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TV review: The Outlaws isn’t afraid to look at the dark side

The Outlaws blends laughter and pathos.

Although Ricky Gervais may have grabbed the lion’s share of the headlines, the contribution of Stephen Merchant to the success of The Office shouldn’t be underestimated.

The writing duo went their separate ways after 2013’s Life’s Too Short and since then Merchant has made a series for American television (Hello Ladies) and a movie (Fighting With My Family).

The Outlaws – a six-part crime comedy that started on Sunday – is very much in keeping with his (and Ricky’s) brand, in that it blends laughs with pathos and feels decidedly British.

The sitcom, if you can call it that, is set in Bristol and sees seven mismatched low-level criminals thrown together for a stint of community service.

Christopher Walken in The Outlaws

There’s straight-laced A-level student Rani, “anti-woke” businessman John and his polar opposite, lefty-liberal Myrna, social media influencer Lady Gabby, awkward solicitor Greg (played by Merchant), elderly career criminal Frank (Christopher Walken!) and Christian, a young man whose links to a drug gang put his new community service chums’ lives at risk.

The Outlaws lays its cards out from the start and it doesn’t take a genius to realise that these seven strangers are going to form a tight bond and take on the criminal elements that have started to circle the wagons by the end of the first episode.

But despite the predictability of the plot, Merchant and co-writer Elgin James’ skill is bringing these archetypal characters to life and making us care about them.

As we explore their backstories and find out what led them to crime, the life and death stakes ramp up simultaneously and before long Merchant’s light sitcom has taken on a much darker, poignant tone.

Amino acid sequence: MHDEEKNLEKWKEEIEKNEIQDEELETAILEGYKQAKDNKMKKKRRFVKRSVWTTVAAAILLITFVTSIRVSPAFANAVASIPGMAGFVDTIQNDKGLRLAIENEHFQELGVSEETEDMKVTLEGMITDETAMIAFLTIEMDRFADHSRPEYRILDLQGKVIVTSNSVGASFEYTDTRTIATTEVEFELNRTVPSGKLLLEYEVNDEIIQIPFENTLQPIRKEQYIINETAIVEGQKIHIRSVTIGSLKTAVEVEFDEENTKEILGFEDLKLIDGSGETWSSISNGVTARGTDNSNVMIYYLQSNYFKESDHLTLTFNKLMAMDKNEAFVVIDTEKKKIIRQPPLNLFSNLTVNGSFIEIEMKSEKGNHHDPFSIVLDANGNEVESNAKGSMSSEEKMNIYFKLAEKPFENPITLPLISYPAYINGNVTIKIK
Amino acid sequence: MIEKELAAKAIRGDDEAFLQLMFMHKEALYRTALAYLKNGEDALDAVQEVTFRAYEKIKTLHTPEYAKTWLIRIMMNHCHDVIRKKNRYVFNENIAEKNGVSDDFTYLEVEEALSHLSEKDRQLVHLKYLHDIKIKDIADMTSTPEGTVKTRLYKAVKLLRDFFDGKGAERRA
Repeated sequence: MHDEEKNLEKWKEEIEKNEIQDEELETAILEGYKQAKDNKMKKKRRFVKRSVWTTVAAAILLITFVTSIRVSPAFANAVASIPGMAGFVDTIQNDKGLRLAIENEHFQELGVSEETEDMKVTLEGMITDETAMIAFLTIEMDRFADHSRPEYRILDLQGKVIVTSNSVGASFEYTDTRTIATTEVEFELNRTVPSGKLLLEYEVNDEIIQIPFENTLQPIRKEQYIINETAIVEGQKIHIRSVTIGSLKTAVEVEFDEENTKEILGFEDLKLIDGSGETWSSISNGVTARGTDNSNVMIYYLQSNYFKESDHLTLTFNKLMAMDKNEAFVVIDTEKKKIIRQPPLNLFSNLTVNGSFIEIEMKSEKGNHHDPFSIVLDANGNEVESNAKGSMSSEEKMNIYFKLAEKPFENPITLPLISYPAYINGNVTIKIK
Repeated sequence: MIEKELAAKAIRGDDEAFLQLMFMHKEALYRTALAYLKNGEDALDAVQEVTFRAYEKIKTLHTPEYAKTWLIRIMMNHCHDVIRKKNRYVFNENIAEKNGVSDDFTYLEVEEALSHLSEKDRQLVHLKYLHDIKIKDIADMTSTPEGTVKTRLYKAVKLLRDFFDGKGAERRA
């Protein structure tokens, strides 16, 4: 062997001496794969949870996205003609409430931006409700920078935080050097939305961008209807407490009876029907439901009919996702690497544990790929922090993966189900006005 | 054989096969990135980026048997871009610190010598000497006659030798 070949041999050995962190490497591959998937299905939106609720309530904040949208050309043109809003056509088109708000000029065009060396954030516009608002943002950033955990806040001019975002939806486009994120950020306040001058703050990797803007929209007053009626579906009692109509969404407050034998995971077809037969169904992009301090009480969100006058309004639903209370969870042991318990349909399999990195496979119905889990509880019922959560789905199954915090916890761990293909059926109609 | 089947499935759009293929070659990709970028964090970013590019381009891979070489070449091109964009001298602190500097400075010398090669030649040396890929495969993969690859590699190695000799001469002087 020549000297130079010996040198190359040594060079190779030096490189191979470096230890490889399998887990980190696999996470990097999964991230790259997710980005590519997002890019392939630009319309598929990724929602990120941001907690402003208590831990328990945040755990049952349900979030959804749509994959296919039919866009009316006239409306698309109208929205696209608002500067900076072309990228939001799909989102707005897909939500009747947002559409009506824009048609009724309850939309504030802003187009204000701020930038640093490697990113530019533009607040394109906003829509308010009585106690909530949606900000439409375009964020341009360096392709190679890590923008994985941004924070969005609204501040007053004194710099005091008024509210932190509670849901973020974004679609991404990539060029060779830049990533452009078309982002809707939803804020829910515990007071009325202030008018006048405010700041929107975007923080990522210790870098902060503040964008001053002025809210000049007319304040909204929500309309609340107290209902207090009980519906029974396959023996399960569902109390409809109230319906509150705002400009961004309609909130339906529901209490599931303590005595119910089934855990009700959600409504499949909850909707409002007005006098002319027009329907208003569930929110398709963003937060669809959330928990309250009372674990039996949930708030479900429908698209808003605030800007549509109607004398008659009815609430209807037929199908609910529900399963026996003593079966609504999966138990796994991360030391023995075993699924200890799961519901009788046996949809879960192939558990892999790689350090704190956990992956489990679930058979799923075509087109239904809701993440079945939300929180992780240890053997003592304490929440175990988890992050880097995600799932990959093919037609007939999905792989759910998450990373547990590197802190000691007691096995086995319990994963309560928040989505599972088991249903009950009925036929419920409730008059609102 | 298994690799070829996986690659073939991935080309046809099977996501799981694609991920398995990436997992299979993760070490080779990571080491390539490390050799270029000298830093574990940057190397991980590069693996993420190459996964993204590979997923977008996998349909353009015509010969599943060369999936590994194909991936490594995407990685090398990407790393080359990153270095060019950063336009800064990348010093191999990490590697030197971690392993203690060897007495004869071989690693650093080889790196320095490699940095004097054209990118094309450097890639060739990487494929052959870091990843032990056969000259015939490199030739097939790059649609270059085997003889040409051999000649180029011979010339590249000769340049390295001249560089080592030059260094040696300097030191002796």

Brain-melting stuff

Professor Brian Cox is fast becoming the David Attenborough of the heavens.

Just as the sound of Attenborough’s soothing warm voice is enough to convince you that what you’re watching is quality, it’s the same for Cox and his Lancashire lilt.

Professor Brian Cox

Universe (BBC2) is his latest attempt to fry our brains with a CGI-heavy journey through the night sky and beyond.

I loved every mind-expanding second of it – although the programme-makers really should have considered interspersing 10-second-long blank screens throughout so that viewers can take a moment to really wrap their heads around some of the more brain-boggling facts.

Green expose lacked bite

Maybe it’s because I live in a part of the world dominated by the North Sea industry, but Joe Lycett vs The Oil Giant (Channel 4) didn’t feel half as hard-hitting as he thought it was.

He set out to expose the hypocrisy of Shell’s green credentials by making an advert that would lampoon the company’s ‘greenwashing’ and environmental claims.

Joe Lycett

A big deal was made about how outrageous it was that the Advertising Standards Authority wouldn’t allow Joe’s ad to air – a point slightly undermined because it was shown in full during this very programme.

Does this mean that Joe’s employer, Channel 4, will now refuse to take advertising money from companies that are bad for the environment? I’m going to guess not.

They’re milking it

While I appreciate not all programmes have to appeal to all people, there’s some that you just shake your head at in despair and wonder who on earth commissioned them.

Monday night’s line-up on Channel 4 had a prime example of a show that was surely only made for shock value and not because it has anything valuable to say.

It was called Breastfeeding My Boyfriend and I don’t think I need to say any more.

Film of the Week: Halloween (Netflix)

With the woeful Halloween Kills stinking up cinemas this witching season, it’s worth reminding ourselves that it wasn’t always bad.

The Halloween films started with this 1978 classic by John Carpenter and even after all these years it has lost none of its power to scare.

Michael Myers

After decades of imitations and sequels, what’s remarkable about the opening entry is how relatively bloodless it is.

Sure, escaped psychopath Michael Myers doesn’t hold back on his stalking and slashing, but this isn’t the graphic bloodbath that you might think.

Instead, Carpenter relies on suspense, his own killer score and gliding camerawork to ramp up the tension and put the audience behind the mask of one of cinema’s most iconic monsters.